Bion is defined as an acronym for “believe it or not” in the dictionary of slang. It is an apt title for the following story, found in the pages of the Central Illinoian newspaper.

Bion Shaw, son of well-known Beardstown attorney, J. Henry Shaw, shot and killed John Davis on August 10, 1876.

The 53 year-old Davis was a former city marshal of Beardstown. According to William Henry Perrin’s 1882 History of Cass County John Davis was the first non-Native American born in Cass County. At the time of his death, he was serving as Cass County Jailor.

Young Shaw and his friend, William Lucking, had a couple of drinks at a local bar before a friendly pistol competition among themselves. After the shooting contest on the prairie, won by Shaw, the young men returned to Beardstown. Next on their itinerary was a game of pool at Holcomb’s and a drink at Fiedler’s saloon, before taking a skiff out on the river. While reaching for his net, Shaw fell out of the boat. After he climbed back in, they rowed back to shore and had another drink, this time at Mohlman’s. After the drinks, they made their way to Bion’s home, where he removed his wet clothing. Lucking could not persuade his pal to get dressed, and since Shaw was acting rather strange, he decided to leave. Bion ran after Lucking and dragged him back into the house.

J. Henry Shaw’s testimony at the inquest relates what happened next:

“Sometime this afternoon, I cannot say just when, I heard a fuss in my front yard. I went out. There was Bion – my son – stark naked; and he was tipping over the flowers and flowerpots. I felt ashamed, and went into the house, and looking out the window asked Bion what was the matter. He told me to stay in the house and shut my mouth. He then came in and struck me in the face. Lucking said, ‘Look out for his pistol.’ I said, ‘Bion, you have struck your father in the face.’ He commenced to striking me again; and I told the hired girl to go for John Davis – that Bion was fighting me. John Davis came; and I said to him, ‘Look out for his pistol; he is crazy and will shoot you.’ Davis went up to Bion and said, ‘I will have to arrest you.’ Bion said, ‘No, you won’t.’ Bion and Davis had no cross words. Mr. Davis just held up his hands and said ‘I will arrest you.’ There was a chair there, but I cannot say whether Davis sat on it or not. I did not see the shooting. I was afraid and standing about 10 or 15 feet away from Bion. I had just cautioned Mr. Davis about Bion being crazy and having a pistol. Mr. Davis was standing on a step just at the office door. I did not see the pistol in Bion’s hand. I never knew he had a pistol in his life, and I know nothing about them. I don’t know where he got the pistol from. I think he would have killed me. Bion had on a shirt and pants when Davis came.”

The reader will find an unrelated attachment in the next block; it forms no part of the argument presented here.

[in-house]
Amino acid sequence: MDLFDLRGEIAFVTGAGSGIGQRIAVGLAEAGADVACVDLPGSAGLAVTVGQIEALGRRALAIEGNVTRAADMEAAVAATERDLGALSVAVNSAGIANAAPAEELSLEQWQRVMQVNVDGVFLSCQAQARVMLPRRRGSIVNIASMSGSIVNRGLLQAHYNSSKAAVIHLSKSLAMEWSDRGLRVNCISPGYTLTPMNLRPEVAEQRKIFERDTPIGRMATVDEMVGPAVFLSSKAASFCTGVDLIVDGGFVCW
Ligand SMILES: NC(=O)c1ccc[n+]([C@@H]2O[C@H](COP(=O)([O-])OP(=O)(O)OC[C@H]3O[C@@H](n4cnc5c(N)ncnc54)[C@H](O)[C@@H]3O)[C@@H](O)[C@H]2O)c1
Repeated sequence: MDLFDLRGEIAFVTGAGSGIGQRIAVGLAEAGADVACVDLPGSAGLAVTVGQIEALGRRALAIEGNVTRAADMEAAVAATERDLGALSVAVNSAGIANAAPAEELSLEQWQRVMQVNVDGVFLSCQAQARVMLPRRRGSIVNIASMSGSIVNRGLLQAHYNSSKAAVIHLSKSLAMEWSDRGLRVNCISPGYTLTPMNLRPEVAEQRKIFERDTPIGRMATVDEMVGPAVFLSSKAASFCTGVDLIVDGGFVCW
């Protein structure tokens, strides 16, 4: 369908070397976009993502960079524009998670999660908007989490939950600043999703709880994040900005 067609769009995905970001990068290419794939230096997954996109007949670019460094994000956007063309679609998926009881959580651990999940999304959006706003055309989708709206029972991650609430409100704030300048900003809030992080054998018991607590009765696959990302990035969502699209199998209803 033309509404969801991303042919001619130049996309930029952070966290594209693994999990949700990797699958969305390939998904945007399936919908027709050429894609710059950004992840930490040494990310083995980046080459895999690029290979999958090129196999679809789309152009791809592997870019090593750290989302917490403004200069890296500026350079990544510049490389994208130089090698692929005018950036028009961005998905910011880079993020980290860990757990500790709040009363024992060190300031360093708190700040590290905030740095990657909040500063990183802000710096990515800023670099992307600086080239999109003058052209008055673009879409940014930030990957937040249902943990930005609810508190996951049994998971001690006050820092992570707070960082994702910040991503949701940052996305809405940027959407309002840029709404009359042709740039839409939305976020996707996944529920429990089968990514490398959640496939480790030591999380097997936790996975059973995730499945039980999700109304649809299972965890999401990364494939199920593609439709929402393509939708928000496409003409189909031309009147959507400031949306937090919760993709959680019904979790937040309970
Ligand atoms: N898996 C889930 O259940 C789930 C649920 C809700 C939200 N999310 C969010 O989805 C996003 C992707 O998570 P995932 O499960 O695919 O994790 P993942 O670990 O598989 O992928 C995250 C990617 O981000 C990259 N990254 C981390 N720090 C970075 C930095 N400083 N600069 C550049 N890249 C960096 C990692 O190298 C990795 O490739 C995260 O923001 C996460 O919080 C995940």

Luke Treadway’s testimony:

“I did not see the shooting. The first I saw was some one scuffling in Mr. Shaw’s yard. I saw a bare leg sticking up, and then I saw Mr. Shaw go into his office. I saw a young man also go in, but I don’t know if it was Bion or not. Mr. Shaw then came out of the office, and I saw a girl go over to Mr. Davis’s, and afterwards saw Mr. Davis go over to Mr. Shaw’s office. He sat down on a chair in the office. I then heard a shot, saw Mr. Davis put his hand to his breast, and heard him exclaim, “I’m shot.” He then leaned against the fence. I ran over just as he sank to the ground. I did not see Bion.”

After examining Davis’ body, a doctor stated that he died from a gunshot to the right side of the chest, the bullet penetrating near the heart.

Bion Shaw was arrested and moved to the county jail in Virginia, Illinois for his own protection. He was indicted for murder and, on a change of venue, tried in Morgan County during May, 1877. Shaw was found guilty of manslaughter and sentenced to one year in prison.


The Governor has pardoned out of the Penitentiary Bion Shaw, who was convicted of manslaughter at the May (1877) term of the Morgan Circuit court, and sent to the Penitentiary for a year.

Mattoon (Illinois) Gazette – May 3, 1878

According to the federal census, Shaw returned to Beardstown and was living with his family in 1880.